He’d return home, hours later, with a branch that he’d optimistically refer to as a ‘tree’ and a series of possum scratches on his face.  The tinsel didn’t so much as decorate it as it did mask its hideousness.  Inevitably, this diseased, mangy piece of foliage would be home to a small number of pine needles and a very large number of insects which, once inside, would flee the ‘tree’ and take up residence in the house.  It was a surprise to no-one when we made the switch to plastic.

Plastic trees go either one of two ways – either they pretend to be real or they embrace their fakeness.  Ours landed somewhere in between; in that it thought it was real but looked hopelessly fake.  It was reminiscent of a talent show contestant who honestly believes they are a gifted and beautiful singer when, in reality, they couldn’t carry a tune in a bucket.  Ironically, it looked real only to the extent it resembled the real one my father used to pluck from some unsuspecting neighbour’s front garden, riddled with pests and diseases too numerous to mention.  Over time, the tree became threadbare as artificial needles fell to the carpet to, eventually, be sucked up by the vacuum cleaner.  Eventually, it looked a collection of coat hangers. 

At a certain point, you grow up and find that you’re responsible for your own tree.  I had no idea where to start.  I didn’t even own a bucket or a shovel, much less a torch.  I had to buy one.  I settled on a tree that was fake but believed it was real.  That is, a fake tree with pretensions.  To obtain this super tree, I had to travel to three different ‘Myers’.  Finding it was hard.  Assembling it was no easier.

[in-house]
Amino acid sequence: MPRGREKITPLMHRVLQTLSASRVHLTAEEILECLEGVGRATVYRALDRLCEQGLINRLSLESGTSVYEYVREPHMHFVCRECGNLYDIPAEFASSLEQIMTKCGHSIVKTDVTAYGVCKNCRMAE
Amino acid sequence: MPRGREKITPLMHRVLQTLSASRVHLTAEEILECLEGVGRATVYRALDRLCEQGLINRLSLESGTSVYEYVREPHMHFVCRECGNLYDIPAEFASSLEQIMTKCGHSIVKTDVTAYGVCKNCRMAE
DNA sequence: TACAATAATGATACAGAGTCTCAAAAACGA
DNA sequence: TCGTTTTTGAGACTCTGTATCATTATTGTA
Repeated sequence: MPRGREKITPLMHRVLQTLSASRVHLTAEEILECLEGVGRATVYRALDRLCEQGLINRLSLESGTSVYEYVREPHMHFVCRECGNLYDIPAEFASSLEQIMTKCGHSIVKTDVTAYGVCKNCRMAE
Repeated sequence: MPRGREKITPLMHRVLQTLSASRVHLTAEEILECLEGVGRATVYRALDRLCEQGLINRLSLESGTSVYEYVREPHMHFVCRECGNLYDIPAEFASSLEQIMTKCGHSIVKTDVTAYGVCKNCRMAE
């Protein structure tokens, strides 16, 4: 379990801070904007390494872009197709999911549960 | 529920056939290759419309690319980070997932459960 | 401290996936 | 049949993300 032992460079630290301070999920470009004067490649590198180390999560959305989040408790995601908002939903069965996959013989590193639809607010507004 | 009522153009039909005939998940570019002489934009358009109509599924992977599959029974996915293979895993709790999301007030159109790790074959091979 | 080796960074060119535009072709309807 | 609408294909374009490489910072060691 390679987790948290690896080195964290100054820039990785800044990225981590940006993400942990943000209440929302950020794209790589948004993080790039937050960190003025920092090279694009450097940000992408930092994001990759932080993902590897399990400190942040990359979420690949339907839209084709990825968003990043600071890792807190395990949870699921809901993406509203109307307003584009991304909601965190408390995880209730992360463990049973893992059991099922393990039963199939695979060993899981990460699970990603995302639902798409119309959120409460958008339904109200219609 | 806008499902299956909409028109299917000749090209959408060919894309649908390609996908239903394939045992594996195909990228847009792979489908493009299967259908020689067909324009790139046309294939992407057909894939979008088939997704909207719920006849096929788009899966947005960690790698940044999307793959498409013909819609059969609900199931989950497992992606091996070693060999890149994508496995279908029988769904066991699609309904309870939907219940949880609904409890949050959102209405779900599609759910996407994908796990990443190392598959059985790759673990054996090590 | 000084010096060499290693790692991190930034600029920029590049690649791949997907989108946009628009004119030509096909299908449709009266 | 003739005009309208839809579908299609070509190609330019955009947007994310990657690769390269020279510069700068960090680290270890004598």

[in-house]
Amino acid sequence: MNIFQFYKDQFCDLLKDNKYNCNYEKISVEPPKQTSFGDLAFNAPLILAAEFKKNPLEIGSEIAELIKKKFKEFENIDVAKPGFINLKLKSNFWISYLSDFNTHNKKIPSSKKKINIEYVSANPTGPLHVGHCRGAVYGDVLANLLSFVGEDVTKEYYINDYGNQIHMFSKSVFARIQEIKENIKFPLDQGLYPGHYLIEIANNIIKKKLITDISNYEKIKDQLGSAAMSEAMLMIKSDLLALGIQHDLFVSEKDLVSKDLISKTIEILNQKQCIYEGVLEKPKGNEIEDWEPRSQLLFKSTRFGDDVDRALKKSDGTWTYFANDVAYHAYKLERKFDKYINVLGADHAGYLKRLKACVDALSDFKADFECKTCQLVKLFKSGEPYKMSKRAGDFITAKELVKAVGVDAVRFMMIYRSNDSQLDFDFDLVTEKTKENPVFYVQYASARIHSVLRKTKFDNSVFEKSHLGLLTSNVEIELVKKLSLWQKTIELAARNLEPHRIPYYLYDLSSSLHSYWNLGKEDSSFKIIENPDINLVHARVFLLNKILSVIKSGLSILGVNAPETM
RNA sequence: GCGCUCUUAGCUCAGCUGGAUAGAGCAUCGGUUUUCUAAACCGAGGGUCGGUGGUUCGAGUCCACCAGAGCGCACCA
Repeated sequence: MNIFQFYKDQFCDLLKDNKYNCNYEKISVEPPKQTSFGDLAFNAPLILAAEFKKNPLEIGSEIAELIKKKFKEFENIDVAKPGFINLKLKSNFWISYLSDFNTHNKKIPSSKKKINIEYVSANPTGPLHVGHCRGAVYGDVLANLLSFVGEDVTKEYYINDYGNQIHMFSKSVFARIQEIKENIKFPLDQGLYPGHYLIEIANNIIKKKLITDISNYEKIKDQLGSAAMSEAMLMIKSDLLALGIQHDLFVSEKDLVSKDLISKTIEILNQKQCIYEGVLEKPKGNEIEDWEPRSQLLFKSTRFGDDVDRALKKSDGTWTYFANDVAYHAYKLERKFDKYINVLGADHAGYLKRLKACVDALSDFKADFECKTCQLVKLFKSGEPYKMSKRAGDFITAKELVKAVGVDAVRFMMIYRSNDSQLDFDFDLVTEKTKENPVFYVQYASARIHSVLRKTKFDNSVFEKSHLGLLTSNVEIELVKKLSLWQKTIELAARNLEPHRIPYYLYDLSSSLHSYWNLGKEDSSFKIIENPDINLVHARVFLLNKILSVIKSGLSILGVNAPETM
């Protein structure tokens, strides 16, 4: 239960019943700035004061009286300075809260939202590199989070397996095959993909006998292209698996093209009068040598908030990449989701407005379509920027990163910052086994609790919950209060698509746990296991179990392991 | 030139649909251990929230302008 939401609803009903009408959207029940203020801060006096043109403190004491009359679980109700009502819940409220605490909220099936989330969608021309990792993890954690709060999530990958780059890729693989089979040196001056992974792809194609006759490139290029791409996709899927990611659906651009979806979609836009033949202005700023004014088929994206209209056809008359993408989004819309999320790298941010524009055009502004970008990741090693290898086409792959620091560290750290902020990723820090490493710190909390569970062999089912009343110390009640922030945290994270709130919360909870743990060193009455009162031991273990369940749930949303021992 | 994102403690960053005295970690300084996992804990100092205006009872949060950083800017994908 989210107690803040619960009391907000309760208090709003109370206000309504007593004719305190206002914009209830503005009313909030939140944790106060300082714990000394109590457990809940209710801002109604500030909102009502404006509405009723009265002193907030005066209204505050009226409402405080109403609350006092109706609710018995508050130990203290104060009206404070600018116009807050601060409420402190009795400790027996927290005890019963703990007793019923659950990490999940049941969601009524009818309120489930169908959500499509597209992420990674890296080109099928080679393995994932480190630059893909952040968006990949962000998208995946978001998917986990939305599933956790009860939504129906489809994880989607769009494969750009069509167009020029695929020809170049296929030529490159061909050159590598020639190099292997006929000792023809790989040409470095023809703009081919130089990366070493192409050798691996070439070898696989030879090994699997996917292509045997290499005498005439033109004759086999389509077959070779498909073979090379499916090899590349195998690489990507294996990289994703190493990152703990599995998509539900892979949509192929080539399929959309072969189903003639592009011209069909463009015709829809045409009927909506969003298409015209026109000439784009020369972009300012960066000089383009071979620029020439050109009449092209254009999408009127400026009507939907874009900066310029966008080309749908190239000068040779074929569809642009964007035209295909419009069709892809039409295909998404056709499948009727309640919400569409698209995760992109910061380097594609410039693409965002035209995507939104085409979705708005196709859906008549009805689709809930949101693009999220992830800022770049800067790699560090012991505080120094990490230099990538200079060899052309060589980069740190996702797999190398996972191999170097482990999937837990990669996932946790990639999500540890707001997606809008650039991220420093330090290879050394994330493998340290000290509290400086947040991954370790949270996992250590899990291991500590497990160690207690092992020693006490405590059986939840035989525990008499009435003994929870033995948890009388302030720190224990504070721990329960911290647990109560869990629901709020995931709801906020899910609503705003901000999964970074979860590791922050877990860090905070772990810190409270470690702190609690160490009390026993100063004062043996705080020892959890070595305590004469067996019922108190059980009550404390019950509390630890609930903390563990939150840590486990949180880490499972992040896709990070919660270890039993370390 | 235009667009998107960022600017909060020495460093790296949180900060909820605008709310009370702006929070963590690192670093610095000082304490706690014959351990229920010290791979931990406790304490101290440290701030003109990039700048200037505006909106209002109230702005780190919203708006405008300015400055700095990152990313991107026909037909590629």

Rather than just take the tree out of the box and stand it up in the nearest corner, there were very specific instructions about how to massage the artificial pine needles into life to give the thing a more realistic appearance.  It was as though you had to be careful not to hurt its feelings.  After several hours of coaxing, teasing and massaging the foliage, I began to harbour dark thoughts about getting a bucket and shovel.

As high maintenance as it was, it was quite a tree.  It wasn’t to last.  Some things you keep, others you lose along the way.  At some point along the journey, I lost that tree and went totally tree-less for a few years.  There’s nothing more dispiriting that a pile of tinsel in the corner with a few flashing lights.  It looked as though a disco ball had crash landed.  But things have changed and I can, once more, hang my tinsel with pride.  In fact, I have found myself (almost) right back where I started.

My partner, Katrina, would not stand for a fake tree.  She insists on the real deal.  For her, it’s a family tradition, one that her late father carried out with great pride.  What makes family her tradition so different to mine, is that they purchase their real Christmas tree from a reputable vendor, in lieu of snatching it off the street in the dead of night.  And it’s enormous.  The thing reaches out for the ceiling and takes at least two people to manage.  Getting it into position is not so much a chore as it is a quest.

Katrina’s tree is, without fail, the largest tree I’ve ever seen that wasn’t still attached to a forest.  With its arms stretched out wide, it wraps itself around the living room in some kind of pine-scented festive embrace.  Rather than a bucket of sand, this thing is so huge that it has its own special stand, complete with anchor bolts and a watering moat.  As for the decorations, I can only describe them as ‘next level’.